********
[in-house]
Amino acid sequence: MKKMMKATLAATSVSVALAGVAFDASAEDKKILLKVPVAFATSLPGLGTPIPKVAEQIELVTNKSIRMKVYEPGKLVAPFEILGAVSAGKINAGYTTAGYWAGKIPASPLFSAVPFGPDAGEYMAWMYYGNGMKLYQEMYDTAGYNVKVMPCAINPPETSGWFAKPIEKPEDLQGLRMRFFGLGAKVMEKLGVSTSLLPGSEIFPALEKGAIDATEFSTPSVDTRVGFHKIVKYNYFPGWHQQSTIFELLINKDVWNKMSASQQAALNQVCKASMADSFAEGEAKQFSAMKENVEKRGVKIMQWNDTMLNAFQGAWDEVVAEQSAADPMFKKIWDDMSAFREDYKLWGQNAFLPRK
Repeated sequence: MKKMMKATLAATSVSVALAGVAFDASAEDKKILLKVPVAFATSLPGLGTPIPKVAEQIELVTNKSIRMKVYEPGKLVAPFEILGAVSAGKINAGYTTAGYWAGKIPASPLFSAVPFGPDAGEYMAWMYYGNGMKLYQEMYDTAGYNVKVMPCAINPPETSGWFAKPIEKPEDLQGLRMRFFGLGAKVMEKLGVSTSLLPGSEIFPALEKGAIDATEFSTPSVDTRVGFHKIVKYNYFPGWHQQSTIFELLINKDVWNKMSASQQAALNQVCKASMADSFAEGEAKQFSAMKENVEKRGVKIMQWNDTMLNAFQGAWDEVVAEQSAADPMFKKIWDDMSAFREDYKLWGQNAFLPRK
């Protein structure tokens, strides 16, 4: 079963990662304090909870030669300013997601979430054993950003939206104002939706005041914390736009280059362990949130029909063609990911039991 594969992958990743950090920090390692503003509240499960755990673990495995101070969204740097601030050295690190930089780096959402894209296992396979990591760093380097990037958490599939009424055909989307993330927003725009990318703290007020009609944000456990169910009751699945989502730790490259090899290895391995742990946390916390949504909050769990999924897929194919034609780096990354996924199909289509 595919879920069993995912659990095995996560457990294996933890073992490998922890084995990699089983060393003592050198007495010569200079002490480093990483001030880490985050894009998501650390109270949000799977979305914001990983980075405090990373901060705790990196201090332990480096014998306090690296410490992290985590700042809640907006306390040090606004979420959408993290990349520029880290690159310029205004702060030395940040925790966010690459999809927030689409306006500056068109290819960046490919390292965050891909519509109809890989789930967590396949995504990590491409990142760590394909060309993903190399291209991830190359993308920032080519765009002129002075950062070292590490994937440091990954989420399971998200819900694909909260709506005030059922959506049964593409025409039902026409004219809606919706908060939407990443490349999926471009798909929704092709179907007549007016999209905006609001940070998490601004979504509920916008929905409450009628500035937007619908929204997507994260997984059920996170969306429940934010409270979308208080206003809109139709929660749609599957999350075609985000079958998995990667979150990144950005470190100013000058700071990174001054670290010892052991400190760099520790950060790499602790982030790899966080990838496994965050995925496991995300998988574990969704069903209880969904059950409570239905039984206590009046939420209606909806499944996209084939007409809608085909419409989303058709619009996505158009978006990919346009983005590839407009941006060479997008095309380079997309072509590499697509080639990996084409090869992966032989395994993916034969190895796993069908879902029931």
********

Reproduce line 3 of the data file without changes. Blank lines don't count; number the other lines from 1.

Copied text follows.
Repeated sequence: MKKMMKATLAATSVSVALAGVAFDASAEDKKILLKVPVAFATSLPGLGTPIPKVAEQIELVTNKSIRMKVYEPGKLVAPFEILGAVSAGKINAGYTTAGYWAGKIPASPLFSAVPFGPDAGEYMAWMYYGNGMKLYQEMYDTAGYNVKVMPCAINPPETSGWFAKPIEKPEDLQGLRMRFFGLGAKVMEKLGVSTSLLPGSEIFPALEKGAIDATEFSTPSVDTRVGFHKIVKYNYFPGWHQQSTIFELLINKDVWNKMSASQQAALNQVCKASMADSFAEGEAKQFSAMKENVEKRGVKIMQWNDTMLNAFQGAWDEVVAEQSAADPMFKKIWDDMSAFREDYKLWGQNAFLPRK